Pollution and noise reduction in trains – Mary Walton, 1881
The pollution and noise created by trains could be way bigger if it wasn’t for Mary Walton’s work on those issues. She is the one who created and patented the pollution-minimizing locomotive chimney greatly reducing the hazards of emitted smoke.
She also developed a system for noise-reduction of the loud machines by insulating the tracks with wooden, cotton enforced boxes filled with sand.


Alphabet blocks – Adeline D. T. Whitney, 1882
A writer by profession, Adeline Whitney not only contributed to the world of science and education with many books but also brought in the early version of alphabet blocks.
She created wooden pieces of various shapes and sizes that could form letters, numbers, and punctuation symbols. A discovery that we still benefit from to this day as an early education method.


Fire Escape – Anna Connelly, 1887 An architectural discovery that has saved many lives was made in 1887 by Anna Connelly. Uncontrolled fires were of much more deadly character before fire escapes existed. The invention of an external, easy to access metal staircase was also used in the first New York City building codes serving as a secondary means for emergency escape.


The First Monopoly Game – Elizabeth Magie, 1904
Deliberately erased from history or unintentionally forgotten, the achievement of Lizabeth Magie is sadly not very well-known. The common story of Monopoly’s origin gives credit to Charles Darrow, however, this is not even close to the truth.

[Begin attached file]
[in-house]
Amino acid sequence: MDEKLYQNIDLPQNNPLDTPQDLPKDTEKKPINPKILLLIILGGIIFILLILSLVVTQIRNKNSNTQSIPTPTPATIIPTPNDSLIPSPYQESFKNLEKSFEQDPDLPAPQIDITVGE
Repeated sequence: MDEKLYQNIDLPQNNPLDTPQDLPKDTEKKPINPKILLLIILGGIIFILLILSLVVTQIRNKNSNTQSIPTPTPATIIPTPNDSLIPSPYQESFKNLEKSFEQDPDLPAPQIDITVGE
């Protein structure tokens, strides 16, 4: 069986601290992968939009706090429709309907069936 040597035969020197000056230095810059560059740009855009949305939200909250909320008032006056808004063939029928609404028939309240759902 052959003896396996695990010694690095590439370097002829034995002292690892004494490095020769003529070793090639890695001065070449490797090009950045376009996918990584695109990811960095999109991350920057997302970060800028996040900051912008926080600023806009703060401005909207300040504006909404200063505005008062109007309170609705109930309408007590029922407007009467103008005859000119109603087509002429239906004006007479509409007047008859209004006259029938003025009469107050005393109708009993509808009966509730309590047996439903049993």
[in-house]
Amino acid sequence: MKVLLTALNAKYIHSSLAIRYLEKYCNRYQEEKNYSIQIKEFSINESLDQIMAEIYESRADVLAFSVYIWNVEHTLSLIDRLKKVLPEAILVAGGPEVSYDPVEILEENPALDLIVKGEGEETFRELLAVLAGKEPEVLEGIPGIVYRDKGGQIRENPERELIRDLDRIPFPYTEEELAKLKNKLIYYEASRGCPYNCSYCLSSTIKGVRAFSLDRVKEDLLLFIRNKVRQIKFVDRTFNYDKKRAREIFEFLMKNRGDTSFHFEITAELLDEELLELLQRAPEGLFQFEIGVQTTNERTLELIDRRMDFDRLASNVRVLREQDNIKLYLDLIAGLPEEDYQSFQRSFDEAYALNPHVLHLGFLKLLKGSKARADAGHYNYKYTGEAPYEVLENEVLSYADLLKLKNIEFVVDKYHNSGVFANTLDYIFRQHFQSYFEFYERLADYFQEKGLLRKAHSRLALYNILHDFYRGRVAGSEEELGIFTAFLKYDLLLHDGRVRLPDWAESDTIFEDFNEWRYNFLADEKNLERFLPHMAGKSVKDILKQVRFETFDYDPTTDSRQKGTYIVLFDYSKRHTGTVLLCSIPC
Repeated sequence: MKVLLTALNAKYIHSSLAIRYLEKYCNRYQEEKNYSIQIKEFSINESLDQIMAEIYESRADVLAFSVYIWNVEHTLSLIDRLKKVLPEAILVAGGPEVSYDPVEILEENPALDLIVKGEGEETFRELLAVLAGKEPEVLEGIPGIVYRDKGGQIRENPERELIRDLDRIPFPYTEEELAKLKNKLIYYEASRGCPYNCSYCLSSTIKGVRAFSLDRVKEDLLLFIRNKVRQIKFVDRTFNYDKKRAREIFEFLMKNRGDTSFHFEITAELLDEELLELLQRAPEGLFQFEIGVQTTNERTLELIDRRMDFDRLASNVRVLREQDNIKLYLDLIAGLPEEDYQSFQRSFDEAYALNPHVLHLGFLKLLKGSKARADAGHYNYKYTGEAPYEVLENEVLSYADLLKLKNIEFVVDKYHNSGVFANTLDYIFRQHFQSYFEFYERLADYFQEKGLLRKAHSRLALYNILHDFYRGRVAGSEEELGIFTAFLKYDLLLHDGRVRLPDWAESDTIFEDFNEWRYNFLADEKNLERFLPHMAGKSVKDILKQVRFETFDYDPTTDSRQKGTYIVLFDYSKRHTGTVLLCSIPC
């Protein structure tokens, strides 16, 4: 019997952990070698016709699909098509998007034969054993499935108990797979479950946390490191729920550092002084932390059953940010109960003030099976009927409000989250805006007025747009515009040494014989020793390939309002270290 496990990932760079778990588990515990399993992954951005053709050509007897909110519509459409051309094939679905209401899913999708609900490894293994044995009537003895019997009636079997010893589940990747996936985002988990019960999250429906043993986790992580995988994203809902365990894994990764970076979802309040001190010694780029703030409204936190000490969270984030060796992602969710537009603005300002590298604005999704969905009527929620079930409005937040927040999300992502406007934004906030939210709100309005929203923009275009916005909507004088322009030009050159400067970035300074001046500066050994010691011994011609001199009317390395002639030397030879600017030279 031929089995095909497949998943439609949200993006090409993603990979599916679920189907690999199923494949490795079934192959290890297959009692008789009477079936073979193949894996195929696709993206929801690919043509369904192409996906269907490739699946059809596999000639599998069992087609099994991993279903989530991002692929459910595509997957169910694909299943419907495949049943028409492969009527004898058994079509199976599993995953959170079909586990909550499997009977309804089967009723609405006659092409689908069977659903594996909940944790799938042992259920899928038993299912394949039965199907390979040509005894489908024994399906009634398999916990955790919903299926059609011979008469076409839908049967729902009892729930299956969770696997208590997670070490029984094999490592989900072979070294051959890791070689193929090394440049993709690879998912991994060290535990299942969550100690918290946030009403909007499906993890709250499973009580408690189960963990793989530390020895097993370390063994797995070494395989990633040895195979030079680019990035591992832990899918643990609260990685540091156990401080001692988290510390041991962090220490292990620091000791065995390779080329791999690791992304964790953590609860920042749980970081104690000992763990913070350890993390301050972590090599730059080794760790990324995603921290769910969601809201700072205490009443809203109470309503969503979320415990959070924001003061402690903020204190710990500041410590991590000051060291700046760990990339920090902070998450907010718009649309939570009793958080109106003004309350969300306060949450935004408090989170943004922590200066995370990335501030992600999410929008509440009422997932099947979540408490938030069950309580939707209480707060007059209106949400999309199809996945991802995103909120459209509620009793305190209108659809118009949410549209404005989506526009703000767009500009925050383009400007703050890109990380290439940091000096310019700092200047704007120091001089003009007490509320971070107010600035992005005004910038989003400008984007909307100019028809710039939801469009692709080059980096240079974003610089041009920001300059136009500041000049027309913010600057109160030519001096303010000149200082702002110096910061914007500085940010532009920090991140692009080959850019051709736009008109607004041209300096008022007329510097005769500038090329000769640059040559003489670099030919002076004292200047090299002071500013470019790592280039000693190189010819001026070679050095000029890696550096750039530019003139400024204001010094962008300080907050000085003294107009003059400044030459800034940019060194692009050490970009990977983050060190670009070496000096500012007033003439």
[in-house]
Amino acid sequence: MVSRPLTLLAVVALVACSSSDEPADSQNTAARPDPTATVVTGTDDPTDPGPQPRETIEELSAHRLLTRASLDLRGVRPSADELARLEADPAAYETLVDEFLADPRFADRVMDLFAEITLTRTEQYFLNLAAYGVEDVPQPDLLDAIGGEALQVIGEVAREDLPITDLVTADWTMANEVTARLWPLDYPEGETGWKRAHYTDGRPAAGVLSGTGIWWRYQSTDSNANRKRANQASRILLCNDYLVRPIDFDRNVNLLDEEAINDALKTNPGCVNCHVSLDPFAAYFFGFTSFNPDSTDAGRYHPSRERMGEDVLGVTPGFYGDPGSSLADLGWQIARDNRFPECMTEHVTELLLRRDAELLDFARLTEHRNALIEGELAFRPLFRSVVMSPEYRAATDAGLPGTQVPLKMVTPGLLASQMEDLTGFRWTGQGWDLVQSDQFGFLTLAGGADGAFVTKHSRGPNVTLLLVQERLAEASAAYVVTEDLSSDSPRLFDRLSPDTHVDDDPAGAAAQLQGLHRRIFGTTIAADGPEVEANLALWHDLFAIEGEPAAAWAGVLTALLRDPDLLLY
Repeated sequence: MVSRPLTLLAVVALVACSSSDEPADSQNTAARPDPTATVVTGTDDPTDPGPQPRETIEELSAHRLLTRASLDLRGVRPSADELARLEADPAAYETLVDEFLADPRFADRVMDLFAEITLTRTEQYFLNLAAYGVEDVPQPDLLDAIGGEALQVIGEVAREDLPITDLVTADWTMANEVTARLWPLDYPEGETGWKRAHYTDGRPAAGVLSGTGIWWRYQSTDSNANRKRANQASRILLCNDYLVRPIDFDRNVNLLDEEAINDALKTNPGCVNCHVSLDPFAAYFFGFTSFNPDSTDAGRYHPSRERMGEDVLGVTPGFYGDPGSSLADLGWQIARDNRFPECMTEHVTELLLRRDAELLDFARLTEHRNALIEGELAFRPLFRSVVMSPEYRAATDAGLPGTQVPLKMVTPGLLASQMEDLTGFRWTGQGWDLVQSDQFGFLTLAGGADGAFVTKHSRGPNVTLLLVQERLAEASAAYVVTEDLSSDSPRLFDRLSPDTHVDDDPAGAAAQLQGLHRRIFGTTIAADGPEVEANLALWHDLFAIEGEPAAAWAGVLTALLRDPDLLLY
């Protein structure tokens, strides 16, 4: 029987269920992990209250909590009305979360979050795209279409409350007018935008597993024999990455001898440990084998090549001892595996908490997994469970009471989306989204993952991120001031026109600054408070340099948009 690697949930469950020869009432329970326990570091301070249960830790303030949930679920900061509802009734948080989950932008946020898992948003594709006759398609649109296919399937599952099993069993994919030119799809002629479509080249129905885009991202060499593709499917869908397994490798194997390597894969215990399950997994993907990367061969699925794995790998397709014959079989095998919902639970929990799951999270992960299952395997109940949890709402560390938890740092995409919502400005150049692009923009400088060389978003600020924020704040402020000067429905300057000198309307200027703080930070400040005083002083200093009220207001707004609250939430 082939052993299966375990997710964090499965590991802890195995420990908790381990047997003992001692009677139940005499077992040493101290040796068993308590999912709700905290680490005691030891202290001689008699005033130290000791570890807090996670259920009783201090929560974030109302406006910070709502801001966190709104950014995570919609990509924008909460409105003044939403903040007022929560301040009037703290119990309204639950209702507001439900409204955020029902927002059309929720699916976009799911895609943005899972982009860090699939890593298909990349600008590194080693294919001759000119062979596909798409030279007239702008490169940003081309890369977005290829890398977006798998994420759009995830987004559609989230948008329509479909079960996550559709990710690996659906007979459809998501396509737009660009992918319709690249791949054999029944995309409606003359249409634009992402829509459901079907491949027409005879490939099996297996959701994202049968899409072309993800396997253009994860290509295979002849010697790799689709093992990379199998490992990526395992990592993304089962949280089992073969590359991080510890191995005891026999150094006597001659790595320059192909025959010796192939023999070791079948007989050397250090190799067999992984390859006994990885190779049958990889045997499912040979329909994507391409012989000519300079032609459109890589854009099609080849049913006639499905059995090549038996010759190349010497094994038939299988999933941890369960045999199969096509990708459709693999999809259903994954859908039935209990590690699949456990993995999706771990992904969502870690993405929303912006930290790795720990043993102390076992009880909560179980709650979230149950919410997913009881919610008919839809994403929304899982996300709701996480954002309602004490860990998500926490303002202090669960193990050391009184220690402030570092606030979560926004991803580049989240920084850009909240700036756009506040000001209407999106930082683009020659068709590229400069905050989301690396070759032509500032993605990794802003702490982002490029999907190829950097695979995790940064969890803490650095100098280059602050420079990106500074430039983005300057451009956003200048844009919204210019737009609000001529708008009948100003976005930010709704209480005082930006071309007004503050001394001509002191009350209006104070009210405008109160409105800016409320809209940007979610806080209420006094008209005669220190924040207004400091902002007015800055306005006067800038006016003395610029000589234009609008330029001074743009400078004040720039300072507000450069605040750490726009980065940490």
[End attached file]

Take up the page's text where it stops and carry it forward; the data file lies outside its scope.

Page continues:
Monopoly began as The Landlord’s Game – something Magie created as a form of protest and disagreement with capitalism and
monopolists like Andrew Carnegie and John Rockefeller.

The Landlord’s Game had two sets of rules – one for anti-monopolists who were awarded as they created wealth and one for monopolists whose aim was to crush the others.


Wireless transmission technology – Hedy Lamarr, 1941
Hedy Lamarr is more known for her acting career – starring in over a dozen well-received films at her time. However, there is something even grander she should be remembered with.
During World War II, Lamarr developed a communication system of frequency-hopping that could guide torpedoes undetected. Her invention was not implemented until 1960 but it later served as the foundation behind the creation of Wi-Fi, GPS, and Bluetooth.


First computer software – Grace Hopper, 1952